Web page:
More than 2 million Americans suffer from lupus, a widespread and life-long autoimmune disease. The detrimental role of B lymphocytes in lupus is evidenced by high levels of pathogenic antinuclear autoantibodies (ANAs) found in the patients. Suppression of autoantibody production by B cells has been considered as a therapeutic strategy for lupus. In addition, myeloid cells, in particular macrophages and neutrophils, contribute significantly to lupus development and lupus progression by producing pro-inflammatory cytokines and chemoattractant factors. Either blocking myeloid cell trafficking or suppressing their ability in producing inflammatory cytokines can reduce the clinical symptoms of lupus in both animal models and human patients. We have shown that inositol-requiring enzyme 1 alpha (IRE1?), the primary Unfolded Protein Response (UPR) transducer, is required for B cell differentiation into plasma cells. More recently, we discovered that inhibition of IRE1? suppressed inflammatory cytokine production by macrophages and neutrophils and protected mice from inflammatory arthritis. Further, we have obtained provocative preliminary evidence that the IRE1?-mediated UPR pathway is elevated in the peripheral leukocytes from lupus patients. Through both genetic and pharmacological approaches, we found that IRE1? is required for B cell differentiation into plasma and autoantibody production in the Lupus animal model, suggesting that IRE1? represents a unique, high-efficient therapeutic target for lupus. Additionally, we have identified a specific, non-toxic IRE1? inhibitor, 4?8c, which can efficiently suppress antibody production by B cells and pro-inflammatory cytokine production by macrophages and neutrophils. Based on our recent discoveries and preliminary studies, we propose that suppression of IRE1? can repress production of both auto-antibodies by plasma cells and pro-inflammatory cytokines by macrophage/neutrophil and thus protect from the development of lupus. The current proposed study is to use both genetic and pharmacological approaches to evaluation the pre-clinical therapeutic efficacy of IRE1? suppression in lupus treatment (Aim 1) and to delineate the underlying molecular mechanisms of IRE1? in promoting autoantibody production by B cells (Aim 2) and pro-inflammatory cytokine production by myeloid cells (Aim 3) during lupus development. The proposed studies will not only demonstrate a novel therapeutic strategy and a potential drug for lupus, but will also contribute to a better understanding of the molecular basis underlying autoimmune responses associated with auto-antibodies and pro-inflammatory cytokines.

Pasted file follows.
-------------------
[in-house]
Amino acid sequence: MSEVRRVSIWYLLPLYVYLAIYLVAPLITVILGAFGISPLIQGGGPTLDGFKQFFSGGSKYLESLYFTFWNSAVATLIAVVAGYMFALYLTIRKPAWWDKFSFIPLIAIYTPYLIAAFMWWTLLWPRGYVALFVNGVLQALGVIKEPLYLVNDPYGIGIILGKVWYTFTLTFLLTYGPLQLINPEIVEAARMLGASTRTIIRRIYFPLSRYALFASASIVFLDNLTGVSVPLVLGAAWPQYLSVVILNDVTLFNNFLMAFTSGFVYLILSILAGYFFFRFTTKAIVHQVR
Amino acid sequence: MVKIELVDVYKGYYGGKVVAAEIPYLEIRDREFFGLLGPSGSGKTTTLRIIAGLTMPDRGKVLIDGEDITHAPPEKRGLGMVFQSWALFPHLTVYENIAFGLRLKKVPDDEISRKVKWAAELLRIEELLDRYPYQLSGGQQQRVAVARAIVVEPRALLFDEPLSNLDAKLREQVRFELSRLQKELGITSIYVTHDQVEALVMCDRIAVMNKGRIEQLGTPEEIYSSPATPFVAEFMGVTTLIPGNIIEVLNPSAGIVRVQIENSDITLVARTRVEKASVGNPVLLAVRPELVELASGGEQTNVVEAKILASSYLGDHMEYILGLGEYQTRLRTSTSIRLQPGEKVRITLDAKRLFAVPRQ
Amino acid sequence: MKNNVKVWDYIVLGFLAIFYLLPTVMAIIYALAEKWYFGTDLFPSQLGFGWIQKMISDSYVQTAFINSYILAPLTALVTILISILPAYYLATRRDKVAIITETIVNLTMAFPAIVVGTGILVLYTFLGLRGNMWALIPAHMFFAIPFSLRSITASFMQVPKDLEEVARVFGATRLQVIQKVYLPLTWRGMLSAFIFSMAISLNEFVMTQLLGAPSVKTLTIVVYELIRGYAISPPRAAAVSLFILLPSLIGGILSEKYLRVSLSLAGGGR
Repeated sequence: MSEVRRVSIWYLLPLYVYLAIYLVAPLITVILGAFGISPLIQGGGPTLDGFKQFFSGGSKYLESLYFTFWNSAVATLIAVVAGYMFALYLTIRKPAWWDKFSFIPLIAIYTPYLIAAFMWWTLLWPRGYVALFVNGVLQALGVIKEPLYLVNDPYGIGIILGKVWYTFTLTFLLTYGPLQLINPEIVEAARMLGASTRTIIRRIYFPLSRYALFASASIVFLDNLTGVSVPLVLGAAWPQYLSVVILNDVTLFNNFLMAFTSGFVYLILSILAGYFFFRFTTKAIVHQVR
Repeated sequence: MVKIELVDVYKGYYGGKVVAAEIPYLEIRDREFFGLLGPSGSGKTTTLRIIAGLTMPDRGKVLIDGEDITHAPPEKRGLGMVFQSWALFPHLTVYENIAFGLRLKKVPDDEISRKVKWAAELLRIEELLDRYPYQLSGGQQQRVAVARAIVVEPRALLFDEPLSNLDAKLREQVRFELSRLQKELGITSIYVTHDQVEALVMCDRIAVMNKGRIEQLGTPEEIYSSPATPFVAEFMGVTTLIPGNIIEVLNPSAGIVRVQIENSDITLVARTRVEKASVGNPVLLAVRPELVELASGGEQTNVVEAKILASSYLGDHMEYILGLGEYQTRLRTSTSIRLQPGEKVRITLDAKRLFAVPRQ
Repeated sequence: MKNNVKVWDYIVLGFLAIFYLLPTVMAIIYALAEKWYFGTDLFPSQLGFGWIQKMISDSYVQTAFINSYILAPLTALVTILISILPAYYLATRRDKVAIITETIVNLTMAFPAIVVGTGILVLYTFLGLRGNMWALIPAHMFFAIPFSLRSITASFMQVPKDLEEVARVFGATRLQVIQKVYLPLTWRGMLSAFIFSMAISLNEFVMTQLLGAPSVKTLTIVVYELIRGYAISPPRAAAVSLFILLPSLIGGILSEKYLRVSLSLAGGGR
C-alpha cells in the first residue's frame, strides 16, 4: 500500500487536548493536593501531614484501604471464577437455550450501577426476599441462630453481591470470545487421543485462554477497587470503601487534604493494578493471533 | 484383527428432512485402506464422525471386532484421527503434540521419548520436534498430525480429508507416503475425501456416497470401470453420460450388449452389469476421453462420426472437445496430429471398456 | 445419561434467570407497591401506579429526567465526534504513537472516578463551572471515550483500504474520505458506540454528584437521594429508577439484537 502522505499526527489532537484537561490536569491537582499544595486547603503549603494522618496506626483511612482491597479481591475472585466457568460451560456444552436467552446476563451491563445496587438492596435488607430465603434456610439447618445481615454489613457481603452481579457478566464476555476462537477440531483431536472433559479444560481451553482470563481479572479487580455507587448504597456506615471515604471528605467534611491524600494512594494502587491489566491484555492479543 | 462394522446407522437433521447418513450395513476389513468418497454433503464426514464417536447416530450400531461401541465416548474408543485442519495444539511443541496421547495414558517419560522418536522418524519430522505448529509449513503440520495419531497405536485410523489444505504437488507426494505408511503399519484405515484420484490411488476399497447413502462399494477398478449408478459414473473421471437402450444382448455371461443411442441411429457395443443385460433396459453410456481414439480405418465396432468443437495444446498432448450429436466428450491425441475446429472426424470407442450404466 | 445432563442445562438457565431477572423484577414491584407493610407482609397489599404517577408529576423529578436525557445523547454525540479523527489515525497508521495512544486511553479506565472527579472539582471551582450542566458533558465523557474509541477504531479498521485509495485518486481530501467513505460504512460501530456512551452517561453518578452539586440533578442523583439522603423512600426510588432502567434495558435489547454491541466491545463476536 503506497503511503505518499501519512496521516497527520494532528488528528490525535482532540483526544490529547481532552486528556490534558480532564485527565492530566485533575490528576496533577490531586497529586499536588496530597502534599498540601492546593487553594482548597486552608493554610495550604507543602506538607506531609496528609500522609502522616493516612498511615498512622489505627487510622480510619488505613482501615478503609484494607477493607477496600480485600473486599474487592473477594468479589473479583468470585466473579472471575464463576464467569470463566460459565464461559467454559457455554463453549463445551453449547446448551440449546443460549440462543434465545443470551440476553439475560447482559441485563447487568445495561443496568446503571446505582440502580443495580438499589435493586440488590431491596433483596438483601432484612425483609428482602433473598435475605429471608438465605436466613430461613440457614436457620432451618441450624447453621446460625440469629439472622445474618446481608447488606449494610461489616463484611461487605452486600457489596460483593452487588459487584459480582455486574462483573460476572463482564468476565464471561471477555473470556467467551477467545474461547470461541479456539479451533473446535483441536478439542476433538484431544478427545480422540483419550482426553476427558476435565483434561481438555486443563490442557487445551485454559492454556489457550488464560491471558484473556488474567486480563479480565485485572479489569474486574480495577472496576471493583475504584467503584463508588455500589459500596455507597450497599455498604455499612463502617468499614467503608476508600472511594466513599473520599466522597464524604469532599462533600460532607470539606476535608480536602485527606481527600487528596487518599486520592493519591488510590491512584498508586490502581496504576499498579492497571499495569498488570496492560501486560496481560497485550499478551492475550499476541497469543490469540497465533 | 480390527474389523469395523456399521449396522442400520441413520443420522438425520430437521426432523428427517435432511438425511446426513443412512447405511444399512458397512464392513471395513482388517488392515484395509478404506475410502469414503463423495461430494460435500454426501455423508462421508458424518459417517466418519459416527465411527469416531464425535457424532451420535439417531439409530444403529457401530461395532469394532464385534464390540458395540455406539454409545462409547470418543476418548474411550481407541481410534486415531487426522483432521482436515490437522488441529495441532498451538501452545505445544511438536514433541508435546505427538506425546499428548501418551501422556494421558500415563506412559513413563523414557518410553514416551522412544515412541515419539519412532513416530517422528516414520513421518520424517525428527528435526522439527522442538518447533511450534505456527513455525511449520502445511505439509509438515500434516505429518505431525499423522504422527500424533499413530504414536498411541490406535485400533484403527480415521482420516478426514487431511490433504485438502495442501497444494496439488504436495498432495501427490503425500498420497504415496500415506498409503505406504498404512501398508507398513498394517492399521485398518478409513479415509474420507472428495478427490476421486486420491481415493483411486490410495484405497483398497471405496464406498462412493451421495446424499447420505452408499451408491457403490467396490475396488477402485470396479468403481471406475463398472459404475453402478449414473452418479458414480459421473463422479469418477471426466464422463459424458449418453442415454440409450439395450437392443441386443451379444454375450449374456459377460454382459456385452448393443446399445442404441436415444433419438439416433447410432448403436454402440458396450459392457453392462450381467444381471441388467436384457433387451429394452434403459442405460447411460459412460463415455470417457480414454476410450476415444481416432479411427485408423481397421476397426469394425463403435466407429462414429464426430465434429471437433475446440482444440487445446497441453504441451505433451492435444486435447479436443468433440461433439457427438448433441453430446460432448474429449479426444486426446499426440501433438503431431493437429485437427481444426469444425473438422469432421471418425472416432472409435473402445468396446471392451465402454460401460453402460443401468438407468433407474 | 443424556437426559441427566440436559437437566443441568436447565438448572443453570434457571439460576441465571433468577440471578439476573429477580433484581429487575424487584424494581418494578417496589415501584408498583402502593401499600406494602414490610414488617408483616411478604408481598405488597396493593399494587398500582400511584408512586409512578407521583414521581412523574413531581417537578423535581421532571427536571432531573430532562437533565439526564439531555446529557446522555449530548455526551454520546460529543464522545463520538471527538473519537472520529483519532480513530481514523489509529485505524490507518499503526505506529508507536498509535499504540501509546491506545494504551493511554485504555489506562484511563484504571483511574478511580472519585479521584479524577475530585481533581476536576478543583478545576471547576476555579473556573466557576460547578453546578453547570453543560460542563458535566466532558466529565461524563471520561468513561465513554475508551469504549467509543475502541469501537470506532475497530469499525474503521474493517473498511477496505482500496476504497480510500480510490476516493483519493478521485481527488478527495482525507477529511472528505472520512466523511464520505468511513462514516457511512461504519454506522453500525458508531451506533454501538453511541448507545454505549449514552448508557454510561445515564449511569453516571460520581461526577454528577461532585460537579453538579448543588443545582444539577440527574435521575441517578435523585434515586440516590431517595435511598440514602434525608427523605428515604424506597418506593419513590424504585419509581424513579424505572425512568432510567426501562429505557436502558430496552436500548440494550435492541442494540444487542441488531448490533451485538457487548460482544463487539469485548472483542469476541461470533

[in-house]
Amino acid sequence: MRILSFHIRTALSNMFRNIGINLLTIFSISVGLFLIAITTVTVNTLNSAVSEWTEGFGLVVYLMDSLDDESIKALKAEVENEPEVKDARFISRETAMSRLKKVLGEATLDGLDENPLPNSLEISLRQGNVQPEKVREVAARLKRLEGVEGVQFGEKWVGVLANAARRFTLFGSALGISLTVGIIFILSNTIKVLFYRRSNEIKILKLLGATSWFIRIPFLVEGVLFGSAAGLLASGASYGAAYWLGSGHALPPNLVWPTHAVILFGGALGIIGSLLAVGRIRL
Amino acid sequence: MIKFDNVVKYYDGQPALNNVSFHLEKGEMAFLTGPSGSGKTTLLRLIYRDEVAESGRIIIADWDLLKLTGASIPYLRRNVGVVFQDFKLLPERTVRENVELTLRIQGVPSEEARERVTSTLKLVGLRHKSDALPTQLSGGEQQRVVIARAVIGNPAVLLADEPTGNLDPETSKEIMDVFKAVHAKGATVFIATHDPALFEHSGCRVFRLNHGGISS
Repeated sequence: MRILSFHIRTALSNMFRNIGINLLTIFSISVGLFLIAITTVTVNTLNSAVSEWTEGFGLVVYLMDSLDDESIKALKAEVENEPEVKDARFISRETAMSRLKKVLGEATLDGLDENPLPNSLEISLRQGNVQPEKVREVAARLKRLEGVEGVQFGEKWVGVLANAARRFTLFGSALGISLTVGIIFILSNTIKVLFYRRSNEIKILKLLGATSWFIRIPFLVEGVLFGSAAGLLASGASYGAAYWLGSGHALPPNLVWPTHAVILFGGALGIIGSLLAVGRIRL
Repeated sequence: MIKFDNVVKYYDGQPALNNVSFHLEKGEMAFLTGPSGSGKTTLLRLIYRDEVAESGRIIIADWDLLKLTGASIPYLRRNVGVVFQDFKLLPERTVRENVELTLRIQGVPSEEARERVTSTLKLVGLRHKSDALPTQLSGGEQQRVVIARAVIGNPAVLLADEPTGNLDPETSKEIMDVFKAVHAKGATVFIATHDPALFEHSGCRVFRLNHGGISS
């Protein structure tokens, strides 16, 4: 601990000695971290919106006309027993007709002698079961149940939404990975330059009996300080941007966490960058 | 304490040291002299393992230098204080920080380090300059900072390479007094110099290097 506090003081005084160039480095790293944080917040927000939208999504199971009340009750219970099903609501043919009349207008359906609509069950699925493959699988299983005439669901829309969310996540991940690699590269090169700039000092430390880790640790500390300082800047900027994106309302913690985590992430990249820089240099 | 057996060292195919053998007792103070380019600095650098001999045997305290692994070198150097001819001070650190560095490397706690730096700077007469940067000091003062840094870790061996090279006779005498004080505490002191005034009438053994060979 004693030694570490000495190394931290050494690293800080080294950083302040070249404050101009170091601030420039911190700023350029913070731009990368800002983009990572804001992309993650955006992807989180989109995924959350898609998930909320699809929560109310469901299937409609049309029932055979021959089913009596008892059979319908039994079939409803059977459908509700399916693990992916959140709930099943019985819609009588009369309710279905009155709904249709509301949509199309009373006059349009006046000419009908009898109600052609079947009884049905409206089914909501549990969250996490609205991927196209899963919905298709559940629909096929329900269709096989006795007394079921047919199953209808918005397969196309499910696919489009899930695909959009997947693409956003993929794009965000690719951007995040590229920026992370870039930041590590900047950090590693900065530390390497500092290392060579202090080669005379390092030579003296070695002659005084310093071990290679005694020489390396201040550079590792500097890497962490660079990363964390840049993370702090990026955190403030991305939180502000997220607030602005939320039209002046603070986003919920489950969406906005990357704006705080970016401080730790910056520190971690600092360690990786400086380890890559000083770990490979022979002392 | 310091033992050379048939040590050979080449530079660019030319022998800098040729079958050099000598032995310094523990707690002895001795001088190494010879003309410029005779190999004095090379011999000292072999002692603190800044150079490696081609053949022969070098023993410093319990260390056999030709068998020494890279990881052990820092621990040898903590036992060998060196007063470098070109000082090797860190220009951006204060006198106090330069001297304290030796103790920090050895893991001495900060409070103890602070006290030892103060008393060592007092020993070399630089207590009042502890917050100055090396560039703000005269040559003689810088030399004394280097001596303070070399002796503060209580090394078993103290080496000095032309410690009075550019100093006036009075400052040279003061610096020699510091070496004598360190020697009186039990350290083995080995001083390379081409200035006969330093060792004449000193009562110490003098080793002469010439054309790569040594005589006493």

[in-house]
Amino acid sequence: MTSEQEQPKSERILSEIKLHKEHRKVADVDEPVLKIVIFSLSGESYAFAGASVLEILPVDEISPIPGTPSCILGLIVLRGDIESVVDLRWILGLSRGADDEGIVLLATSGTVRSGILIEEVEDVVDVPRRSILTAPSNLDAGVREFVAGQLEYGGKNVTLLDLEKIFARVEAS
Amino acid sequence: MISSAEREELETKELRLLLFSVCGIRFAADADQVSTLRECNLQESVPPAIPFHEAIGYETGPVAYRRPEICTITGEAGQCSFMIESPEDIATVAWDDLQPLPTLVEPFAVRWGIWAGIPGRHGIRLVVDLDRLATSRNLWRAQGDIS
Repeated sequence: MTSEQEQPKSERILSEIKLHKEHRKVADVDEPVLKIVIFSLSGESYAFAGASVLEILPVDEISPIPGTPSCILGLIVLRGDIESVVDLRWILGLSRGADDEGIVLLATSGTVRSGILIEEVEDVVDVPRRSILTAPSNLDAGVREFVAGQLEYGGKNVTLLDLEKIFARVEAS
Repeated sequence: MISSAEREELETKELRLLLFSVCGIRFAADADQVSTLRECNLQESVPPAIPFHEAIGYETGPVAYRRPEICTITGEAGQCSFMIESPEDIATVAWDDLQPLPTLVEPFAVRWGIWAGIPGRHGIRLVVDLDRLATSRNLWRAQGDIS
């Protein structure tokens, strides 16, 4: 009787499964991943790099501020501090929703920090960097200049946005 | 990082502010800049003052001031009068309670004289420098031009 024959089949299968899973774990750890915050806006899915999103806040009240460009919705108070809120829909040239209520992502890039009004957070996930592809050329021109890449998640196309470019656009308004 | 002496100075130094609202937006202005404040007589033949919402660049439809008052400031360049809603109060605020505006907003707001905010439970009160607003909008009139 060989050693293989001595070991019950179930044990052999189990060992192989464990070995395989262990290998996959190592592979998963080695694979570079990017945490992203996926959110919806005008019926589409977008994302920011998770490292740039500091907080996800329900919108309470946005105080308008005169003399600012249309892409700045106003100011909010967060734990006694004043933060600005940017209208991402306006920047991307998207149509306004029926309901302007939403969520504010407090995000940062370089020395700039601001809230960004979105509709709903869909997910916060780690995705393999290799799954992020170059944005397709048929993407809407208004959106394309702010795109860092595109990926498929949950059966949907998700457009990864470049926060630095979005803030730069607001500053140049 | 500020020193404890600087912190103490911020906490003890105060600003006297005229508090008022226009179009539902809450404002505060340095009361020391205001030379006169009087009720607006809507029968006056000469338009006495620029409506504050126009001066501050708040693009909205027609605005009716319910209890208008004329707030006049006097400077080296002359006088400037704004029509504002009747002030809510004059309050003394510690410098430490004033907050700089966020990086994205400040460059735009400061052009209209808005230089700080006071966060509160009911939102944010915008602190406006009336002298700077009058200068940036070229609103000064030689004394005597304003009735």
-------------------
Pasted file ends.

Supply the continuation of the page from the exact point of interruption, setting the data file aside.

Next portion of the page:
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The proposed studies will discover novel molecular mechanisms underlying IRE1a in regulating B cell and macrophage autoimmune response and provide a proof-of-principle evaluation of both genetic and pharmacological IRE1a inhibition in lupus treatment. We believe that our studies will potentially open a door for a new therapy to combat lupus.

National Institute of Health (NIH)
Research Project (R01)
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Arthritis, Connective Tissue and Skin Study Section (ACTS)
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Mancini, Marie
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Northwestern University at Chicago
Schools of Medicine
United States
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Kong, Sinyi; Thiruppathi, Muthusamy; Qiu, Quan et al. (2014) DBC1 is a suppressor of B cell activation by negatively regulating alternative NF-?B transcriptional activity. J Immunol 193:5515-24